these suggestions in the form of an argument map
subset wherein the suggested posts are highlighted
and the reasons for the highlighting appear when
they roll over the post:
Figure 4: The personalized suggestions display.
The emergent effect of these automatically-
generated suggestions, we believe, will be to help
ensure that each part of the deliberation receives
attention, and is fully developed by, the participants
with the most interest and knowledge on the topic.
The key contribution of this work is to explore how
automated algorithms can generate real-time metrics
that help users allocate their deliberation efforts, in
an argument map context, to where they can do the
most good. This approach, if executed well,
synergistically harnesses the creativity and judgment
of human communities along with the ability of
computational systems to rapidly summarize and
visualize large data sets.
While there has been substantial effort devoted
to manually-coded, post-hoc metrics on the efficacy
of on-line deliberations (Steenbergen, Bächtinger et
al. 2003) (Stromer-Galley 2007) (Trénel 2004)
(Cappella, Price et al. 2002) (Spatariu, Hartley et al.
2004) (Nisbet 2004), existing deliberation
technologies have made only rudimentary use of
automated real-time metrics to foster better
emergent outcomes during the deliberations
themselves. The core reason for this lack is that, in
existing deliberation tools, the content takes the
form of unstructured natural language text, limiting
the possible deliberation metrics to the analysis of
word frequency statistics, which is a poor proxy for
the kind of semantic understanding that would be
necessary to adequately assess deliberation quality.
One of the important advantages of using argument
maps to mediate deliberation is that they allow us,
by virtue of their additional semantics, to
automatically derive metrics that would require
resource-intensive manual coding for more
conventional social media such as web forums. We
are aware of one other effort to develop real-time
deliberation metrics for large-scale argument
mapping, but this work (Shum, Liddo et al. in press)
is based on measuring how well the deliberations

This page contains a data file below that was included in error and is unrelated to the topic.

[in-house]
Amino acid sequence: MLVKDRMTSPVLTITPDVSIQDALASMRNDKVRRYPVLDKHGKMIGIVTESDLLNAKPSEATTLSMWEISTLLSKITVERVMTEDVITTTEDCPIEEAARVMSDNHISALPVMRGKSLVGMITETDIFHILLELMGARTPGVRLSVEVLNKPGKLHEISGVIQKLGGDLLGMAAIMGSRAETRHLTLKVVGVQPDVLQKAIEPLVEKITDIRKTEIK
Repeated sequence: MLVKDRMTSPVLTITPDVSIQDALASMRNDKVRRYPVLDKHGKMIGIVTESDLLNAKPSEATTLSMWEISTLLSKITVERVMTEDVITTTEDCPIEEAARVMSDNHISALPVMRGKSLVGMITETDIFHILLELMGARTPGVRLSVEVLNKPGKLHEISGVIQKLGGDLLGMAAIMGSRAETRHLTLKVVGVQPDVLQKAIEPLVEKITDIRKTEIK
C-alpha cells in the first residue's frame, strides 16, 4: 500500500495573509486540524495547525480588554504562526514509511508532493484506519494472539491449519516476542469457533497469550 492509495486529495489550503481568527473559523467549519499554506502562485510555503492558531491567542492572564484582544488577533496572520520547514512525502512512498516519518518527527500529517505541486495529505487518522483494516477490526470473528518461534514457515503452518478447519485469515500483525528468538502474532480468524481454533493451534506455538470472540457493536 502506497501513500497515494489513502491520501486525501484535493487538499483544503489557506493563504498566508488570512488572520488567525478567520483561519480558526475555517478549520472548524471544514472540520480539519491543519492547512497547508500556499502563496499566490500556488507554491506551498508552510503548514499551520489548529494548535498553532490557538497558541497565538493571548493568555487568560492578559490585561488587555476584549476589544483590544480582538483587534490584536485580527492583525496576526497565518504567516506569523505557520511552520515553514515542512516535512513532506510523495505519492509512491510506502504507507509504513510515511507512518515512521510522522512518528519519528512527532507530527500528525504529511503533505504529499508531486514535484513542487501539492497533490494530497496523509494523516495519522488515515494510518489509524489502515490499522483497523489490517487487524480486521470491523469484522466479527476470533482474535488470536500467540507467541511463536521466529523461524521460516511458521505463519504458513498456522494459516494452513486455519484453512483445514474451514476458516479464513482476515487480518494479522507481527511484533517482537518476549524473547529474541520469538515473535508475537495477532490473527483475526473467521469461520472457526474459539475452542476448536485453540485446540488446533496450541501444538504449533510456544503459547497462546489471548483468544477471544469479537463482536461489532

adhere (e.g. in terms of audibility, simultaneity of
messages, and mobility of the participants) to a
normative model of small-scale, physically
collocated conversations (Clark and Brennan 1991).
Our work is unique, we believe, in how it attempts
to assess (and improve) how effectively large groups
are deliberating (i.e. exploring and converging on
problem solutions) rather than just how well
individuals are conversing.
Our work to date has been largely conceptual,
focusing on identifying what kinds of metrics could
foster better emergent properties in large-scale
argumentation-based deliberations. Our future work
will focus on the empirical, analytic, and
computational (simulation-based) assessment of the
emergent impact of these metrics.
I would like to gratefully acknowledge the many
useful conversations I have had on the topic of
deliberation metrics with Prof Ali Gurkan (Ecole
Centrale Paris), Prof. Luca Iandoli (University of
Naples), and Prof. Haji Reijers (Eindhoven
University of Technology).
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Dr. Mark Klein (http://cci.mit.edu/klein/) is a
Principal Research Scientist at the MIT Center for
Collective Intelligence, as well as an Affiliate at the
MIT Computer Science and AI Lab (CSAIL) and the
New England Complex Systems Institute (NECSI).
His research focuses on understanding how
computer technology can help groups, especially
large ones, make better decisions about complex
problems. He has made contributions in the areas of
computer-supported conflict management for
collaborative design, design rationale capture,
business process re-design, exception handling in
workflow and multi-agent systems, service
discovery, negotiation algorithms, 'emergent'
dysfunctions in distributed systems and, more
recently, 'collective intelligence' systems to help
people collaboratively solve complex problems like